Matings between first cousins undoubtedly carry a higher rate of autosomal recessive disorders and birth defects. The overall absolute risk from such a pairing is, however, not dramatic - it is only about 3% above the 2% background risk for serious congenital disorders.
This issue reached prominence in the UK in November 2005 with the call from Ann Cryer MP for consideration that first-cousin marriages within the UK Pakistani community be outlawed. While perhaps useful to raise the issue and encourage debate, this view deserves to be challenged with some actual facts.
The vast majority of kids born to consanguineous parents are perfectly normal. More productive public health drives might include reducing use of drugs including alcohol and tobacco during pregnancies in the general population.
Risks within historically inbred populations
Within a historically restricted genepool, the overall risks of an autosomal recessive disease for a first-cousin marriage are theoretically lower in comparison to non-first cousins than they would be in a non-inbred genepool. The reason for this is simple natural selection against autosomal recessive disease genes in general. Basically, the risk for the cousins is slightly decreased, while the risk for the non-cousins is increased. In such a population marriage outside the community offers significant advantage. This is complicated, however, by the fact that in inbred communities, first cousins may share more than 1/8 of their genes, since there will be a higher background rate of shared genes in the community.
Recessive or Dominant?
Another factor here skews the figures dramatically - in a consanguineous family, if a child is born with an abnormality, the initial presumption is that it is recessive. In a non-consanguineous family, recessive inheritance is the explanation of last resort. Hence, in our Pakistani population, there is a much higher ascertainment of recessive disorders than there is in the non-Pakistani population, so we end up with silly headline-grabbing snippets about how much all this costs the public.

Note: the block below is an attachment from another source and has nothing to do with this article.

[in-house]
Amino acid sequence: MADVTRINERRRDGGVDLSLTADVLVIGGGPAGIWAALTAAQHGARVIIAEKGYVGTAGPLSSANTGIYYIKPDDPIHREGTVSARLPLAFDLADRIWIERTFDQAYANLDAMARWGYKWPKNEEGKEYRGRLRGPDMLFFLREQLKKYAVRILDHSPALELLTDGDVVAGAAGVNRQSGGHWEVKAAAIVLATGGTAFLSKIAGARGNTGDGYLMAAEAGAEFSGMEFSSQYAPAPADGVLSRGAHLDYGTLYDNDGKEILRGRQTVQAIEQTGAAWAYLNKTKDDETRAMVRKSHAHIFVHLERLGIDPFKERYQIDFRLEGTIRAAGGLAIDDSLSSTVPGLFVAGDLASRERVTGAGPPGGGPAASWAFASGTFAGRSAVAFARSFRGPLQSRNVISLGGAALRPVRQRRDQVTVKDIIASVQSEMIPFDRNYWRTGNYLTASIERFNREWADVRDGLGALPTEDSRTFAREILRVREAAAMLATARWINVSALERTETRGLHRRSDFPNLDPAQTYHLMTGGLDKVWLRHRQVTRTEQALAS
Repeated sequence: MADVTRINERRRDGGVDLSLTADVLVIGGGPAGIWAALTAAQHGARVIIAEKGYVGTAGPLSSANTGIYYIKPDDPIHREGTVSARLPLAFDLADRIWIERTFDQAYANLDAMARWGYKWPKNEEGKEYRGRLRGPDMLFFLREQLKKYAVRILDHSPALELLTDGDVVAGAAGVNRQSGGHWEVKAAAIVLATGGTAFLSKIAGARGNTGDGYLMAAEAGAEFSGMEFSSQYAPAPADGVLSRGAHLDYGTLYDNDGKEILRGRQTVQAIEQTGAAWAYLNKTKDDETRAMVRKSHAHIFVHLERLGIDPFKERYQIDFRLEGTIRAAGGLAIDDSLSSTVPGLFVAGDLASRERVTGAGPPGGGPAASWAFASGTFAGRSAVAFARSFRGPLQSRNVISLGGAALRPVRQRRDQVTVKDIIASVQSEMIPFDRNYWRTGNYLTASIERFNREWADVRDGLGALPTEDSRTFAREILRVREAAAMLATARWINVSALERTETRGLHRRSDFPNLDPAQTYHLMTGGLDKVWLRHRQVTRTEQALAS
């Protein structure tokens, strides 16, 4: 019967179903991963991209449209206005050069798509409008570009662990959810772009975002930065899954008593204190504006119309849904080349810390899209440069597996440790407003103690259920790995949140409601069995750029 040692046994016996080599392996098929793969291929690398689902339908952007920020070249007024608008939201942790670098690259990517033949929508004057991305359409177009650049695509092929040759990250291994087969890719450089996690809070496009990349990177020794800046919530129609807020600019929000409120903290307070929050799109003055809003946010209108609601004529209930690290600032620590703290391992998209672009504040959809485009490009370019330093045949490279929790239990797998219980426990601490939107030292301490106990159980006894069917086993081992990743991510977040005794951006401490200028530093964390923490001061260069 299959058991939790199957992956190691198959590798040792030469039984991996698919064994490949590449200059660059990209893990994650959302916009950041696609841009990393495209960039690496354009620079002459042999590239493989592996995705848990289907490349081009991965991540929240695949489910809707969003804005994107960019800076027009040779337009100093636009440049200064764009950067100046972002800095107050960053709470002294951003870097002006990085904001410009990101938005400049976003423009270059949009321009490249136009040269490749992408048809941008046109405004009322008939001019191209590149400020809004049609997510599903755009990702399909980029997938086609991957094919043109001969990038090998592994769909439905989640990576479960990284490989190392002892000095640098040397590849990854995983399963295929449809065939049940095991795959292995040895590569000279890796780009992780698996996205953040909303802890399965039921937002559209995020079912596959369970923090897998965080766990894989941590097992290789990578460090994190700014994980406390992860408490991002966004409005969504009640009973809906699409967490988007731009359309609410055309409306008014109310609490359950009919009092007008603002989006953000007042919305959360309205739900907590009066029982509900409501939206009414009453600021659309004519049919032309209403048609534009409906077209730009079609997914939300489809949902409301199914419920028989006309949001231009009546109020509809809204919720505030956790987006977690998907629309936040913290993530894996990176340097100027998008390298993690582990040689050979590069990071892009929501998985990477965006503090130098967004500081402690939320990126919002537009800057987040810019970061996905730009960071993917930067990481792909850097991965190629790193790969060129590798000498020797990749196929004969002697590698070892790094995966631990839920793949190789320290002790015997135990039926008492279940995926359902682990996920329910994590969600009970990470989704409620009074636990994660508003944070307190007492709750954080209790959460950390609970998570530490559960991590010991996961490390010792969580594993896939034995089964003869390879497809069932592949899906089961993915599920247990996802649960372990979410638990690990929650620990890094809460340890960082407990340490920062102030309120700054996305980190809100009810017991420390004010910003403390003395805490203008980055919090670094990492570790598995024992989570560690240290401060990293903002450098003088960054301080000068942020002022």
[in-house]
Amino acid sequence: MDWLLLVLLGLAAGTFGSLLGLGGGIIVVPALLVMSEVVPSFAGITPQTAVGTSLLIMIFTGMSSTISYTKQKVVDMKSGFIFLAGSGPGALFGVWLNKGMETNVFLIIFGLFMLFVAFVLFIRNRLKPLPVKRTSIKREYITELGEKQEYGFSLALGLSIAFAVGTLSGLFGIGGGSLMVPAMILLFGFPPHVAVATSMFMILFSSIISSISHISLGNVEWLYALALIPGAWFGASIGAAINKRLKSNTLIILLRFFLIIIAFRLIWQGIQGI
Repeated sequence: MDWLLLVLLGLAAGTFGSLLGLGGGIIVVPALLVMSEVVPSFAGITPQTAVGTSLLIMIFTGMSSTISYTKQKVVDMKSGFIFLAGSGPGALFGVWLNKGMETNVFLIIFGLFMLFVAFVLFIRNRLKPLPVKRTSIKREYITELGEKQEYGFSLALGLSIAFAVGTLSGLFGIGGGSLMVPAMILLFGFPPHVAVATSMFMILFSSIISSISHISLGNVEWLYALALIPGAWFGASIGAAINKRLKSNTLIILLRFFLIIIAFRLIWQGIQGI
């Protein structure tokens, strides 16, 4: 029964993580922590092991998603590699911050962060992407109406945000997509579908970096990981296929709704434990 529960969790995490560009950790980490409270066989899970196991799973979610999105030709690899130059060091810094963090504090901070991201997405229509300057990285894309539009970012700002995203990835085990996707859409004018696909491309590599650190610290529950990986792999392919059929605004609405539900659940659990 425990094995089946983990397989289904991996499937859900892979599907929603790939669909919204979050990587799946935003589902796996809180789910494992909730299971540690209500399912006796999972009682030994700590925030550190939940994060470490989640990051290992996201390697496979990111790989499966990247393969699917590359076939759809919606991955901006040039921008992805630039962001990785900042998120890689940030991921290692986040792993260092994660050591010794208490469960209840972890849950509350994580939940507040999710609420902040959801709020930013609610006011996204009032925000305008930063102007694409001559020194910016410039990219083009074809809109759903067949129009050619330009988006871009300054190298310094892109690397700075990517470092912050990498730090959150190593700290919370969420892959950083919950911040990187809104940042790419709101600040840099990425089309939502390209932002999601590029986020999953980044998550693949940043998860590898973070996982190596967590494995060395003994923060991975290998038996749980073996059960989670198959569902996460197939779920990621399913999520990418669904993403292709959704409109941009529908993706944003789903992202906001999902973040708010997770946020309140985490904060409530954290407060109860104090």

Other conditions were mentioned in the debate, which are not relevant to "inbreeding". For example, Crouzon syndrome is an autosomal dominant condition, not recessive, so it is no more common among Pakistanis than anyone else. It (like haemophilia) has nothing to do with inbreeding. There are recessive craniosynostosis syndromes, but they're not Crouzon.
Haemophilia within the European Royal Families is another example which is sometimes cited as evidence of inbreeding, but it is X-linked recessive, and is NOT associated with inbreeding. The Tsars and Queen Victoria are off the hook.
Is the problem getting worse?
Do more people who are at a genetic 'disadvantage' now reach the age to reproduce, and so pass on their genes? is an interesting question, but it does require the reproduction of the affected individual, not just their survival. (More precisely, the propagation of their genes).
One possibility is that it could drive natural selection for genetic modifiers that work to decrease the severity of the disorder in affected individuals, hence potentially increasing the overall genetic variation present within the population. This is beneficial to the species (more variation), as we don't know where the selective pressures might come from in the future. It may help our survival as a species, if not as individuals.
The 3% excess quoted is an overall figure. The vast majority of consanguineous Pakistani families never come near the clinic, because all their kids are normal. You don't see them, hence the bias of ascertainment. It is also fair to say that we would not know the genetics of a lot of recessive disorders, but for the kind co-operation of these families in research (particularly microcephalin, DLL3, etc - there are many examples). The *absolute risk* remains small, although the *relative risk* is of course increased, as it is for any ethnic group, with a first cousin pairing.
But, even accepting that the adverse effects have been hyped out of all proportion, for the individual families involved, they represent a major issue, and they become highly visible within the community and the health service. Banning only serves to make the Pakistani (or whatever) community feel threatened. Education is a far nobler goal, and promises to be far more effective.